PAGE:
Apparently I can’t upload video to this site!  Bullshit!  However, I was able to upload the video serving as my blog post it to YouTube.  This right here is the only link available to my videblogpost so treat it with care.  It’s pretty clumsily done and I obviously have not a single clue what to do with myself on camera but it was fun to practice and I’m really excited to learn more about the movie-making process.

Losing it with John Stamos

Confession: I never really liked Full House. But even though I never was a fan, I still never thought of John Stamos as a separate person from Uncle Jesse, his character on the show.

Things changed a few weeks ago, when I found myself unable to pull away from John Stamos’s new video series, Losing it with John Stamos.  On it, he interviews a bunch of celebrities about how they lost their respective virginities.   It’s hilarious.  There’s no mention in any of the videos what inspired JStam to undergo this investigation, but he looks good, he talks good, and he pulls it off.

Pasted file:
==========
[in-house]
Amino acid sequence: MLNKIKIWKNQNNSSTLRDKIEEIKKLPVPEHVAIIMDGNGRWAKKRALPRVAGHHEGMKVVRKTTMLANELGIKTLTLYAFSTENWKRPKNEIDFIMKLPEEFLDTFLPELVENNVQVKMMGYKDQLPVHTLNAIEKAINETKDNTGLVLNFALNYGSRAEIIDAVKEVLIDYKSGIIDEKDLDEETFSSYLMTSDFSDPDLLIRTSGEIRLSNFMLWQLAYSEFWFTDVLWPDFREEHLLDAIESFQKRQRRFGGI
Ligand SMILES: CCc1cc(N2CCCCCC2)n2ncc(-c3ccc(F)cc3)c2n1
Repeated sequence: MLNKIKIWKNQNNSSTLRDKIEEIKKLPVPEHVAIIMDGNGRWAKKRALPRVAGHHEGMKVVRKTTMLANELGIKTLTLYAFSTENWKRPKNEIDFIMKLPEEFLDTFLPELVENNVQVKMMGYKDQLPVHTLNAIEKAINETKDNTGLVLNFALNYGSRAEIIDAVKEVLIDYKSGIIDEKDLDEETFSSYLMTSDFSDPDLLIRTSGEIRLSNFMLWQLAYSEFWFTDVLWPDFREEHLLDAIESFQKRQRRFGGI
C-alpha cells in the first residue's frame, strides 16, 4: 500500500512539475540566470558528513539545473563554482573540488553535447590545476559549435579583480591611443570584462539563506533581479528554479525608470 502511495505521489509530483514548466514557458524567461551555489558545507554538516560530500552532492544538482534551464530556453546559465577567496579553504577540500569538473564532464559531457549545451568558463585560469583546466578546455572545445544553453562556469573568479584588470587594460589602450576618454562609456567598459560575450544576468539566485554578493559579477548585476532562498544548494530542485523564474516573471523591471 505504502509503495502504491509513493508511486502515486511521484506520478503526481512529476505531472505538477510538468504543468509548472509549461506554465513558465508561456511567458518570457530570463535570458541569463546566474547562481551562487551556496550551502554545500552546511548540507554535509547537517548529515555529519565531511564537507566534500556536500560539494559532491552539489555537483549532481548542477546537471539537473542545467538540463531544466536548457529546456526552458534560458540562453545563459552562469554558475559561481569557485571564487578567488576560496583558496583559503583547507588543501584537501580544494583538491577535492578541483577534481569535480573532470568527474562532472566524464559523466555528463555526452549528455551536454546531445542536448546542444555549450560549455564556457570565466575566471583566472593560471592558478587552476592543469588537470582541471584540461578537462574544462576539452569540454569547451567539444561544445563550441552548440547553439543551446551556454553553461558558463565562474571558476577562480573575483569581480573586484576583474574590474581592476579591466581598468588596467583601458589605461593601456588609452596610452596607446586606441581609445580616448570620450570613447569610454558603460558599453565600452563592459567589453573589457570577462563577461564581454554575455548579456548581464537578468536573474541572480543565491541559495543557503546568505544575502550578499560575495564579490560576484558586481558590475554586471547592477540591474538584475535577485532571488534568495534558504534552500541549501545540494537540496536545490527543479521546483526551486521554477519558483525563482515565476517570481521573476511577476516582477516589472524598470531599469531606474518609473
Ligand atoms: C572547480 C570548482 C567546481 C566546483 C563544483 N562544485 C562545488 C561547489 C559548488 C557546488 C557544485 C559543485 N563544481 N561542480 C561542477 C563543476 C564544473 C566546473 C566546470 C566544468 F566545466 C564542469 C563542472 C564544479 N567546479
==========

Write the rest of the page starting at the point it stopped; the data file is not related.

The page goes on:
Perhaps the strangest aspect of these videos is that every one has, along with the interview where the celeb is telling their story, a sort of puppet show acting it out.  Sometimes it’s barbies, sometimes it’s animated, sometimes it’s muppet-style.  It’s always very, very weird.  Somehow, they pull that off too, and it often makes it even more hilarious/poignant/touching.

For my own personal remediation, I’m considering doing a similar kind of thing, where my story is interspersed with animation or moving imagery in some manner, although probably in a less weird way than this is done.  I’m not very artistic though, so if I can’t pull it off then I might go with a podcast instead, which would also be fun.

The Way I Write – Strategy

I’m definitely an acolyte of Anne Lamott’s “shitty drafts” strategy.  Generally before I write anything real, I have to take a moment (or a day) to scribble in my notebook, starting with the first things that comes to mind and rattling of whatever comes afterwards.  Usually, this draft truly is shitty.  I used to think those drafts were more valuable, more “pure,” because they had my first thoughts and weren’t bogged down by what came after.  Now, I realize that part of a writer’s duty to her reader is to scrape all the residual brain-gunk off a piece so that all that’s left is exactly what she wants to say.